14 Dec 2009

"But how do you explain Japan’s deflation?"

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Those of us who have been warning of impending (and large) price inflation have thus far been kept at bay by the apparent counterexample of Japan. It’s what Scott Sumner brings up to me when we really go at it (that and the bond market), and it’s how Paul Krugman dealt an apparent death blow to Alan Meltzer back in May.

At the time, I didn’t know how to process it, because I hadn’t really done much research on Japan. But in doing the research for my Depression book, I knew that Krugman’s discussion of the “lessons of the 1930s” was often the exact opposite of what I ended up believing after looking at the data myself, so I remained skeptical.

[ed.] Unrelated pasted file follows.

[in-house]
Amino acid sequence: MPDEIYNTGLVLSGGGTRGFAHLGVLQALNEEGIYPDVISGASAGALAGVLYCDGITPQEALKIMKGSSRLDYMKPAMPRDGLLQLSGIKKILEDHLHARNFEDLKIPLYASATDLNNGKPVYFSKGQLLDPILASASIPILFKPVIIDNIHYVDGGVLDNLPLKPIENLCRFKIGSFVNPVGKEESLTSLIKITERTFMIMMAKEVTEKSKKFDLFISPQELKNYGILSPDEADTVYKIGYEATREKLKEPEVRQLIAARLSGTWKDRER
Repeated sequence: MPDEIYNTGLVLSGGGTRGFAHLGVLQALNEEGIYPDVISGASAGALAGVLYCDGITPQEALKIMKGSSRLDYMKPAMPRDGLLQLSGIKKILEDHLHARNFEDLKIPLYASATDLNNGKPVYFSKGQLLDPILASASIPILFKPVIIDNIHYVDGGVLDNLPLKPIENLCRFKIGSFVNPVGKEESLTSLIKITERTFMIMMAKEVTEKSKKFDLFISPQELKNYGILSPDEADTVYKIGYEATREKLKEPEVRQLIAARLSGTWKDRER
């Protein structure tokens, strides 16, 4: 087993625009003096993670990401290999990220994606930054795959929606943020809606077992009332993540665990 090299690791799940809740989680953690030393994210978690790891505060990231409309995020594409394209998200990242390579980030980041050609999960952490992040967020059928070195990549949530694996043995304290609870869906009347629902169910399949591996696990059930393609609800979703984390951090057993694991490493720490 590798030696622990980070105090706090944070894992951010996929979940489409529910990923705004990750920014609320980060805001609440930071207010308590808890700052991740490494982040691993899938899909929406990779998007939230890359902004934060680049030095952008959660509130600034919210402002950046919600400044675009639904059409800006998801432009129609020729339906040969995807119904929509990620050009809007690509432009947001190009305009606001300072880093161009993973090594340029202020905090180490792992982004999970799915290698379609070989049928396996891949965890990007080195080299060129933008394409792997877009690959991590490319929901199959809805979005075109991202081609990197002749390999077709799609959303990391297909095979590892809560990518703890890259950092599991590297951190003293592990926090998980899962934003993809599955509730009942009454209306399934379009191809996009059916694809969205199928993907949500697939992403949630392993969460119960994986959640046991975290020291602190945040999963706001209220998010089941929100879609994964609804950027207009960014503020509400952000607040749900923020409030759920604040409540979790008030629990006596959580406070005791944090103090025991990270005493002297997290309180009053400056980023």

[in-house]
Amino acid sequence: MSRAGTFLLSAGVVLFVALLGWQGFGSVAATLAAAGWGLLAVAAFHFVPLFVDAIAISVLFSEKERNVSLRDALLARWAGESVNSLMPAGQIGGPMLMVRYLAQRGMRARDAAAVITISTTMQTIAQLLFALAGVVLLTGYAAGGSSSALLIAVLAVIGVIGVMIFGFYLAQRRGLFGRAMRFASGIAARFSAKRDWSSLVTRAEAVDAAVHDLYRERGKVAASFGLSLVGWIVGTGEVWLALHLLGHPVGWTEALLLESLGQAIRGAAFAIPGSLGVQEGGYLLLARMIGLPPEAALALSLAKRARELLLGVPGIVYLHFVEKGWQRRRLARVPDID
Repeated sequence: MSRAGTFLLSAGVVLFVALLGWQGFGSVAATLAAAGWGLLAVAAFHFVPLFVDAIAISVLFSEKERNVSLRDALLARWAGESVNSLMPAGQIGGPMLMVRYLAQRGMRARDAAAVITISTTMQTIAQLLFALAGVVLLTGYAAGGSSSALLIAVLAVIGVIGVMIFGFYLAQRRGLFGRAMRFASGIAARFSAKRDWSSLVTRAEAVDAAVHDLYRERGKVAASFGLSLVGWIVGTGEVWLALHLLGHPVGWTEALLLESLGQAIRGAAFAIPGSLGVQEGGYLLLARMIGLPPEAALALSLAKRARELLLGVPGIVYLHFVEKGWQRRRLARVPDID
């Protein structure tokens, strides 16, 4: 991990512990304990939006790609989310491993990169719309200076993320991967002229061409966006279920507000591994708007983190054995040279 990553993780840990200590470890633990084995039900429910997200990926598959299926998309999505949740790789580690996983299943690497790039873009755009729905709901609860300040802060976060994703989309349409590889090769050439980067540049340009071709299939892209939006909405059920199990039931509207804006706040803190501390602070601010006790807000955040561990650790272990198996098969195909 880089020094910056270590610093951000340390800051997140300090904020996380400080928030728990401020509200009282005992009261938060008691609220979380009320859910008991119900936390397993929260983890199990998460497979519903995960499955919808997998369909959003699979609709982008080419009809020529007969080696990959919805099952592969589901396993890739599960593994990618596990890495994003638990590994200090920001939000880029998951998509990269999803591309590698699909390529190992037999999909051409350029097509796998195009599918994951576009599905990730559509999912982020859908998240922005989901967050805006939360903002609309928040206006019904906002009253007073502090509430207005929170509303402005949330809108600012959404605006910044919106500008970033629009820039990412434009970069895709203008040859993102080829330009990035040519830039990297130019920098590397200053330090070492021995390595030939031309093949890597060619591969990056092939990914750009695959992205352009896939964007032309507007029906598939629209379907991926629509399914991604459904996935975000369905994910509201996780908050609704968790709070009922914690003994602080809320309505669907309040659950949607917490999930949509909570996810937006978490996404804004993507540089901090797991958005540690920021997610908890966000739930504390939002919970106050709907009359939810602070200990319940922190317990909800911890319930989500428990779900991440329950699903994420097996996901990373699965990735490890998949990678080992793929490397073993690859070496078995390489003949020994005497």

In response to Arthur Laffer’s WSJ op ed, Krugman attacked with this chart showing (apparently) that in Japan the monetary base also shot up like a rocket. So again, the idea is that Japan is a counterexample to all of the deficit hawks’ warnings.

But wait a second. Look closely at that chart. Japan’s monetary base went up by about 90% from 1997 to 2005. That’s a growth rate of about 8.4% per year. In contrast, under Bernanke the monetary base almost tripled in a little more than a single year.

So it’s still true that Japan provides an interesting case study; I admit I would not have thought those charts–especially the M1 chart–could be right. However, it’s misleading to say, “Japan had a big growth in the monetary base, just like we have now, and their currency didn’t tank.”

Of course, the other main difference is that we are currently experiencing price inflation. Absent another major terrorist attack or a financial panic, I don’t see why the demand for USD would rise, meaning I don’t see how its purchasing power can remain stable if those excess reserves begin leaving the banks, as I expect they eventually will.

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